With plastic ducks zip-tied to her handlebars, Rebecca Albrecht set out on the broad expanse of blacktop around the Public Garden amid a sea of fellow cyclists.
For more than an hour during Sunday’s Make Way for Bike Lanes rally, some 250 cyclists circled on the one-way streets surrounding the swan boats, statues, tulips, and those famous ducklings, hoping to highlight just how treacherous the streets around this marquee gathering place can be.
The city proposed protected bicycle space around the Public Garden in a recently released planning document, but many advocates on Sunday said they’ve heard that story before. A 2012 plan never got off the ground, and the city says completion of the new project could be several years away.
Building safe bike lanes should be simple here, advocates say, because the one-way streets are so wide that drag racers have been seen flying down Beacon Street. Losing a lane of traffic to build a bike lane inside a row of parked cars would also slow traffic, making the area safer for pedestrians and drivers.
“It won’t be that big of a deal,” said Doug Johnson, a community organizer for the Boston Cyclists Union, the group that organized the rally. “We just need [the city] to have the political will to do it right now.”
Data from Boston’s Vision Zero project, which aims to eliminate serious traffic crashes in the city by 2030, show about 30 traffic-related injuries in the immediate area of the Public Garden between the middle of 2014 and the end of 2016, including about a dozen suffered by bicyclists.
In a statement, a spokeswoman for Mayor Martin J. Walsh said the city is “committed to the safety and well-being of all users of the roads.”
Walsh, she said, is committing $709 million over the next five years to the city’s Go Boston 2030 action plan, an ambitious overhaul of the city’s transportation infrastructure that was released to the public last month.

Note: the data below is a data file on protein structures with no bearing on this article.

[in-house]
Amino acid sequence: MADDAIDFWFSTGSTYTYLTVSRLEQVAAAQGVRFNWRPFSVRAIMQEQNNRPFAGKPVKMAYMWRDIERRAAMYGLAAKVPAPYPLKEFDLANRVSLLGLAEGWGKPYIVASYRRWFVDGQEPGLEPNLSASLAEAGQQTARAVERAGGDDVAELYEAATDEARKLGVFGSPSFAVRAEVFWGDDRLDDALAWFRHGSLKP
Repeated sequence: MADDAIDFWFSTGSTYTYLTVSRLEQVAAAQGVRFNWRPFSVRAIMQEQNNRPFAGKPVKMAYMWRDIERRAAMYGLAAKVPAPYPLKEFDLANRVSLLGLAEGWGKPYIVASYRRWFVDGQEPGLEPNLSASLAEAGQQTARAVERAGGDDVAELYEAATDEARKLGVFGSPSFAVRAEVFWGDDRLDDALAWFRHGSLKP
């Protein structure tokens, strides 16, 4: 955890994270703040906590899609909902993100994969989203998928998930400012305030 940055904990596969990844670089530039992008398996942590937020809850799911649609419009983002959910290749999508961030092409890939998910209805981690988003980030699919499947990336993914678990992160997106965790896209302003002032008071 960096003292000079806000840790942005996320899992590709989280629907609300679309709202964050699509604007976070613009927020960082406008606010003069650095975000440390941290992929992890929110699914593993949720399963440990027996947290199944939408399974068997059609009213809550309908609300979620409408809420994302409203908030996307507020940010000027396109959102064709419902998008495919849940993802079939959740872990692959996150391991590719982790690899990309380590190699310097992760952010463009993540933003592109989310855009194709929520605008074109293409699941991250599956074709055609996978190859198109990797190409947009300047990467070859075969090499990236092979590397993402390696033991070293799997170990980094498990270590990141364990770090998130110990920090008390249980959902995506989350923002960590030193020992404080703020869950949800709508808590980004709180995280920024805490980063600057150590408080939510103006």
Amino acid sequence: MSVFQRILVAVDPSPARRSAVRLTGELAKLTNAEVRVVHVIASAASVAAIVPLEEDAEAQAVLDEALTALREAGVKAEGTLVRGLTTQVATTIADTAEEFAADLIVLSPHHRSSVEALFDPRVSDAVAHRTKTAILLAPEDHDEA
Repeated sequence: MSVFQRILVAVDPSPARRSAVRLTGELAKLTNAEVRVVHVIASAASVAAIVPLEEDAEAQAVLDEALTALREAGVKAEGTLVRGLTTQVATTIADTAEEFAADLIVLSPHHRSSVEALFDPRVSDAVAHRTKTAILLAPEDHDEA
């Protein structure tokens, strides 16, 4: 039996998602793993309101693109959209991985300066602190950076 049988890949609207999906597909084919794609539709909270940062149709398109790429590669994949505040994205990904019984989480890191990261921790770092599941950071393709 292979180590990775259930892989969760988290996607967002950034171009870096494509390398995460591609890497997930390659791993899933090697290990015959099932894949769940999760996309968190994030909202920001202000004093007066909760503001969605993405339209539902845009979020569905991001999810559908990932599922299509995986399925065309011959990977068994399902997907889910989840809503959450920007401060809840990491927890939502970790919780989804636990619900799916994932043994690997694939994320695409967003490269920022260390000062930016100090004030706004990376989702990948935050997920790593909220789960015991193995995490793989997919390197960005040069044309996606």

The statement did not specifically address the Public Garden, but the Go Boston 2030 documents include just such a plan. Protected bike lanes would line three sides of the Public Garden and extend southwest down Columbus Avenue and north up Charles Street.
Advocates on Sunday said they’ve heard similar promises before, and the time to act is now.
“The planning process buys more time to not make the progress we need to see,” said Becca Wolfson, executive director of the Boston Cyclists Union.
Cyclists on Sunday said the area is a trouble spot, as vehicles traveling on wide streets and in thin traffic outside of peak times can easily get up to unsafe speeds. A drag-racing crash on Beacon Street a few blocks from the Public Garden injured a pedestrian in March 2016.
“You have to fight your way into lanes,” said Gideon Bein, 35, an inflatable plastic duck strapped to his trailer.
On Sunday, Bein and the rest of the crowd circled the Public Garden in swarms. To make sure cyclists followed the rules of the road, volunteers at two intersections waved stop signs.
Albrecht, who has been bicycling around Boston for 44 years, won’t be here to see whether the city does finally make way for bike lanes. After decades of trying to turn Boston into better bicycle city — she and her husband are behind some of the white “ghost bike” memorials to cyclists killed in crashes — she is decamping for the Netherlands for good.
“I’ll be in bicycle paradise,” Albrecht said.
Though the bicycling community here has grown in number and strength over her years in the saddle, she said, Boston has a ways to go.